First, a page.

It is a rule of thumb, consumers get screwed. From today’s NY Times editorial:
But it doesn’t take an investigation to figure out that higher airfares are the direct result of reduced competition. Consumer advocates clearly warned that allowing mergers like the 2013 American Airlines-US Airways combination would harm consumers. This is exactly what is now happening.”

Oil prices have fallen and eased prices at the gas pump for drivers, but airfares haven’t nudged a bit.
nytimes.com|By THE EDITORIAL BOARD

Feudalism in Korea, what fun. The owner’s daughter didn’t like the way her macadamia nuts were served,…

Feudalism in Korea, what fun. The owner’s daughter didn’t like the way her macadamia nuts were served, so she ordered the jet back to its gate at JFK, and the steward to leave the plane.
Korea is more backward than I realized. I wonder if we are headed in their direction, with Citizens United and the removal of limitations on wealthy people buying politicians.

The South Korean government said a vice president of the airline who berated crew members broke laws banning onboard disturbances.
nytimes.com|By CHOE SANG-HUN

http://nyti.ms/1uMzshB

Are massacres often connected to increases in population? Anecdotal evidence abounds.

This horrible story makes no sense. I immediately wondered, is this murder and mayhem  due also to the explosion of the population. Sure enough, from the NY Times comments,:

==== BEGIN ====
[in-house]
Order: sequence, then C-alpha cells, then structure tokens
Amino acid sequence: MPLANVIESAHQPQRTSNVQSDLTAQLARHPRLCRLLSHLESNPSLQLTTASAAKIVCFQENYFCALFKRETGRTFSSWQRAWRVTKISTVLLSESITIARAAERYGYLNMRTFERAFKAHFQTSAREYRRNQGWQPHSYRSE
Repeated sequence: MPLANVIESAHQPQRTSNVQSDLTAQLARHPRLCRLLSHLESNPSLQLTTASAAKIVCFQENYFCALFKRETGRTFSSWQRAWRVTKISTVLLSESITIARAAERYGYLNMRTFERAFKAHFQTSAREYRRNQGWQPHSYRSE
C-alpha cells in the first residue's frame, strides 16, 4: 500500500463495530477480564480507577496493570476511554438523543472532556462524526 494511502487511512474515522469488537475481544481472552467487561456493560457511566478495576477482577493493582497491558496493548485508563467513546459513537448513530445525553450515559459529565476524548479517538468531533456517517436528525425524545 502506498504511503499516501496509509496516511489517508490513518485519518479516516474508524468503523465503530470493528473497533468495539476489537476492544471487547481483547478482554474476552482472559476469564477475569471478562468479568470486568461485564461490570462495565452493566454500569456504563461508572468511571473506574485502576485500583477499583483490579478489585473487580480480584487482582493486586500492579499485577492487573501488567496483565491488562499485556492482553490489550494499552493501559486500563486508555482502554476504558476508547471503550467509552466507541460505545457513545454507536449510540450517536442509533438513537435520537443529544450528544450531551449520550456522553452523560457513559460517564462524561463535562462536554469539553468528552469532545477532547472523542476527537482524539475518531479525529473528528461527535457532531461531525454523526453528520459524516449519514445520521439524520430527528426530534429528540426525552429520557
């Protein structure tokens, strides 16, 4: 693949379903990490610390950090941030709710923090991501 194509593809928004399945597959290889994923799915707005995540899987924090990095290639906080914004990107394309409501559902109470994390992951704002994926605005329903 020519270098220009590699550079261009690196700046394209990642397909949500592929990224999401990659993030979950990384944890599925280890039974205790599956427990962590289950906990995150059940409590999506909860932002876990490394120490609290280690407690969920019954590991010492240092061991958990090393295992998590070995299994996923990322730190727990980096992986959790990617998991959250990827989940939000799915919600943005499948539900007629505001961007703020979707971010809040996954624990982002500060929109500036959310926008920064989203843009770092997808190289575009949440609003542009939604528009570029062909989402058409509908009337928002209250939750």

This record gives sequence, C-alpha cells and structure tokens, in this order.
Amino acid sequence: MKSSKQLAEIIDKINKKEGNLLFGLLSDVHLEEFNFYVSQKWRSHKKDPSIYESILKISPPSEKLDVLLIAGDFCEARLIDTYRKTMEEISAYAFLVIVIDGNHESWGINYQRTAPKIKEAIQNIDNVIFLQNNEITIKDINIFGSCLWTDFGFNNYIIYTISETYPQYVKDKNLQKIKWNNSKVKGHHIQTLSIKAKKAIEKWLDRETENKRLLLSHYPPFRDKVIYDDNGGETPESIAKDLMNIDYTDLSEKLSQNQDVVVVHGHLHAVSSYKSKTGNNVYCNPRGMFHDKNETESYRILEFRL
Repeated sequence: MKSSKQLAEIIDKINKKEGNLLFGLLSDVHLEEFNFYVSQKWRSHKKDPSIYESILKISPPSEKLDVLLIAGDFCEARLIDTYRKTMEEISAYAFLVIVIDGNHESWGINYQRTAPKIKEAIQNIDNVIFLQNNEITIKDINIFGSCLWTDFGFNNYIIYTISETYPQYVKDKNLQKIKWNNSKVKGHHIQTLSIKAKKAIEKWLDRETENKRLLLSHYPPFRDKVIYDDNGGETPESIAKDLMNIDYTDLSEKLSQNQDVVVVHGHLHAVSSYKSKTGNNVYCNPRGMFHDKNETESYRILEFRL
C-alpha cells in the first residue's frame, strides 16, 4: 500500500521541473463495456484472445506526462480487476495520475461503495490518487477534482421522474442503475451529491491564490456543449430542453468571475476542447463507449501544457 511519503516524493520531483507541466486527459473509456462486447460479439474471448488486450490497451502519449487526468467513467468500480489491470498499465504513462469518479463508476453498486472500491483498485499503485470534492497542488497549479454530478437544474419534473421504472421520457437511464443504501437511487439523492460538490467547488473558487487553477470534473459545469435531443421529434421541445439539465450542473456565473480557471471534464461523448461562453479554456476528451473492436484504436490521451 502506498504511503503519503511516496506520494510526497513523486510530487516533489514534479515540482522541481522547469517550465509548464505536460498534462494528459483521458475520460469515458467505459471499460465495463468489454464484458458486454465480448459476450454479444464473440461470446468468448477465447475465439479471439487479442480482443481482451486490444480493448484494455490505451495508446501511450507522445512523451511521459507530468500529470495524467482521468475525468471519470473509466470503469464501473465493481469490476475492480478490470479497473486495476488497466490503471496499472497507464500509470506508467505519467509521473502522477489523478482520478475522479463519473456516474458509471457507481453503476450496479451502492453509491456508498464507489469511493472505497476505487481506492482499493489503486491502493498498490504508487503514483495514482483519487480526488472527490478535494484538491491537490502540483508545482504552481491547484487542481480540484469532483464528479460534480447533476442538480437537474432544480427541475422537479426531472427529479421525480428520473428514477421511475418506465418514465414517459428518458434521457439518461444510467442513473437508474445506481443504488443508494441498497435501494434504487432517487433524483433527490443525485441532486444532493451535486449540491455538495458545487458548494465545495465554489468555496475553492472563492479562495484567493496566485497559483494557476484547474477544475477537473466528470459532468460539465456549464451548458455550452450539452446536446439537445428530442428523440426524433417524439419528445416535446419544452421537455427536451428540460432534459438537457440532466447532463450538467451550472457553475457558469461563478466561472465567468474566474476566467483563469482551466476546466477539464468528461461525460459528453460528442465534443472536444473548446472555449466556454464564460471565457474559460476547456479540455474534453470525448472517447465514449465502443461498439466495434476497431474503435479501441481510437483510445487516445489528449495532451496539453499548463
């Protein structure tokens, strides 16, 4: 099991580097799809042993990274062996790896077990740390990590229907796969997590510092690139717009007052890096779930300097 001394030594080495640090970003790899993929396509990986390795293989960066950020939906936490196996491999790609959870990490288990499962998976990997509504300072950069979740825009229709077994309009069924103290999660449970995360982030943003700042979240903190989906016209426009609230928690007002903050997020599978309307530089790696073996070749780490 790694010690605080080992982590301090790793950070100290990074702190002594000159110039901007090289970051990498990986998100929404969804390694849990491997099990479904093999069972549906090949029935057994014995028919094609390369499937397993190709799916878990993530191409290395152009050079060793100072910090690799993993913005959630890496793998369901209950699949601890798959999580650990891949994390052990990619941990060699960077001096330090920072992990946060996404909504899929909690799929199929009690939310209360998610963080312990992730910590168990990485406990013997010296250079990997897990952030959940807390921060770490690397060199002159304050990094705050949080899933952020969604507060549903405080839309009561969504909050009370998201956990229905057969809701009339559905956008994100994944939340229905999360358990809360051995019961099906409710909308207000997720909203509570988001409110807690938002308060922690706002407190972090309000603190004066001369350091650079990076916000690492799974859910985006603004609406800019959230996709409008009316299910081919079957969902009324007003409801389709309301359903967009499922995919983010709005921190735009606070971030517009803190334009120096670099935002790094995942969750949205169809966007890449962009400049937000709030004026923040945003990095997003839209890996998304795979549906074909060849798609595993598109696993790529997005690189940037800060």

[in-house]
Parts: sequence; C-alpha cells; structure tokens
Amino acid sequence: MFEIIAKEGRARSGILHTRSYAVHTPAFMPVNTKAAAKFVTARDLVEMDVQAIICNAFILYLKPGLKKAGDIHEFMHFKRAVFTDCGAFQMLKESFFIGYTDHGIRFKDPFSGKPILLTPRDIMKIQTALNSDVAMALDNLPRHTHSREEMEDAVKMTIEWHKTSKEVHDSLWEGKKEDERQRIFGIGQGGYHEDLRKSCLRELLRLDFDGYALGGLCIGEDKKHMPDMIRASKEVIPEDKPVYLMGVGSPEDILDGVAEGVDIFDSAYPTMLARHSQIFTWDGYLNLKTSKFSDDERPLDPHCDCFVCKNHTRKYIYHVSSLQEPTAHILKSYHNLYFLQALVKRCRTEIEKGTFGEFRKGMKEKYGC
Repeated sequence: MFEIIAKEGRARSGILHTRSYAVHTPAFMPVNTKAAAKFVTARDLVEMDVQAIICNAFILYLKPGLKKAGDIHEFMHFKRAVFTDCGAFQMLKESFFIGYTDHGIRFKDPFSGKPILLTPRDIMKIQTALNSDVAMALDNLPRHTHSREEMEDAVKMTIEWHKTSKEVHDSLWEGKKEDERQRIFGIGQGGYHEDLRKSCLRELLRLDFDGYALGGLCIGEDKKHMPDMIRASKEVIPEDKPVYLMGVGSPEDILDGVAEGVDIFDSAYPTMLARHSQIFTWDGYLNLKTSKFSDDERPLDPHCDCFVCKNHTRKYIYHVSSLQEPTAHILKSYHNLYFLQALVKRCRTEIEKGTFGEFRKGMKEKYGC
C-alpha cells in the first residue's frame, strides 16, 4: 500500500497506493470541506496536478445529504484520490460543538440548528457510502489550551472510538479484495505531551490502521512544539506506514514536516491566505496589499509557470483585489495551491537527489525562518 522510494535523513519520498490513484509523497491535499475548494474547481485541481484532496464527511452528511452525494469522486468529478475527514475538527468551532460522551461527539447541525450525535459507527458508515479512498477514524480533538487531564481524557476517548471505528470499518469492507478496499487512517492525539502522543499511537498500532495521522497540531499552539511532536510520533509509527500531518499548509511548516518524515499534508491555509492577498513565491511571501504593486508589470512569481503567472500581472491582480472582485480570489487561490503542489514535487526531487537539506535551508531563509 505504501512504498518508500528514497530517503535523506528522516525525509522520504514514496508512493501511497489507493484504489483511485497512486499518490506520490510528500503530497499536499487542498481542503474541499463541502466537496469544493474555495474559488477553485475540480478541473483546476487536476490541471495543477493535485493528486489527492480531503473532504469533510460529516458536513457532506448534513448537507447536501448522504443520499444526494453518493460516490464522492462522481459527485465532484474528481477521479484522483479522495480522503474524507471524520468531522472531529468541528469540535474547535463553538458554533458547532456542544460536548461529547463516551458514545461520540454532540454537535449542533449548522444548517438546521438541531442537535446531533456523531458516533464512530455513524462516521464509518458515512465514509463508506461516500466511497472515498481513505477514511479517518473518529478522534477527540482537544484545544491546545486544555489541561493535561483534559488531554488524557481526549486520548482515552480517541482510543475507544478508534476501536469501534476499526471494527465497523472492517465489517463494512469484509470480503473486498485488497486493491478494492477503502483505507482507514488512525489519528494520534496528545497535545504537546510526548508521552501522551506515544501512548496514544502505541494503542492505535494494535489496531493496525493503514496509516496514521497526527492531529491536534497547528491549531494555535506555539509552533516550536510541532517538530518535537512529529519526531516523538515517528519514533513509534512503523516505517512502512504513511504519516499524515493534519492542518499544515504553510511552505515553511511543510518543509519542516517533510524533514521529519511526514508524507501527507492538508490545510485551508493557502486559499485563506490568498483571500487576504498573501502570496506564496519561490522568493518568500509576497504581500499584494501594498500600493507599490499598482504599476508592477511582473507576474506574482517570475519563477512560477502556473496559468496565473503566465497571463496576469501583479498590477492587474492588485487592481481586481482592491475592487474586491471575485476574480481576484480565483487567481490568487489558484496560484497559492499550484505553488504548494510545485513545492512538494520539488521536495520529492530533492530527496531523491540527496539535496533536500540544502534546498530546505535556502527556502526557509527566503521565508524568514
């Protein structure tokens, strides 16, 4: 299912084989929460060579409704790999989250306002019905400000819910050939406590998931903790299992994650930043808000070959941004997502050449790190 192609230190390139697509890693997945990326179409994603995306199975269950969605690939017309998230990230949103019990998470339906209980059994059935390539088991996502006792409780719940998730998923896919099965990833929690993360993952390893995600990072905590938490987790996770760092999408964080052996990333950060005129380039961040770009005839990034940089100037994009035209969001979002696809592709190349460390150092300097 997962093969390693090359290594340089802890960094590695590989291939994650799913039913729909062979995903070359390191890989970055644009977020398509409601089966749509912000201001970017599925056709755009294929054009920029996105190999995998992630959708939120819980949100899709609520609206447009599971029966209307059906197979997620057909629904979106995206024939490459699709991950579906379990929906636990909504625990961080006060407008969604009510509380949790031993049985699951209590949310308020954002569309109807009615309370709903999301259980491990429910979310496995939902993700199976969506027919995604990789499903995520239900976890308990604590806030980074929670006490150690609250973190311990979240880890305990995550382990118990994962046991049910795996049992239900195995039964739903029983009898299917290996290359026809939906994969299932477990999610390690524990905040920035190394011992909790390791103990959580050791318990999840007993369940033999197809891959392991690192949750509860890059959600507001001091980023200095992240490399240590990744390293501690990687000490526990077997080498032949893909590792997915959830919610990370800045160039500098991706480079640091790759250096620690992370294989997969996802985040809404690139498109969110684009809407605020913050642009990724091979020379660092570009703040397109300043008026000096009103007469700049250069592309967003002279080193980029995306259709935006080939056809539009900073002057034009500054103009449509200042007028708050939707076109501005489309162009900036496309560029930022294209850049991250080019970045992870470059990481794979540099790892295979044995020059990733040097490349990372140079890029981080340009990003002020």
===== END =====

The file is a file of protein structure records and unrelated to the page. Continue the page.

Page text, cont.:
LB in Florida
“Pakistan is a failed state. The corrupt, inept government made a deal with the devil when it got into bed with the Taliban many years ago. Now the chickens have come home to roost. Couple that with incredible rates of population growth–188 million people, up from 75 million only 40 years ago. No jobs, no hope, religious extremism….hiding bin Laden a mile from the “West Point” of Pakistan….what do you expect from a disaster?”
120 Recommended

In one of Pakistan’s bloodiest attacks in recent years, scores of people were killed after Taliban gunmen stormed a school in the northwestern city of Peshawar, officials said, and hundreds of students remained trapped inside.
nytimes.com|By Salman Masood

http://nyti.ms/1uMOqnN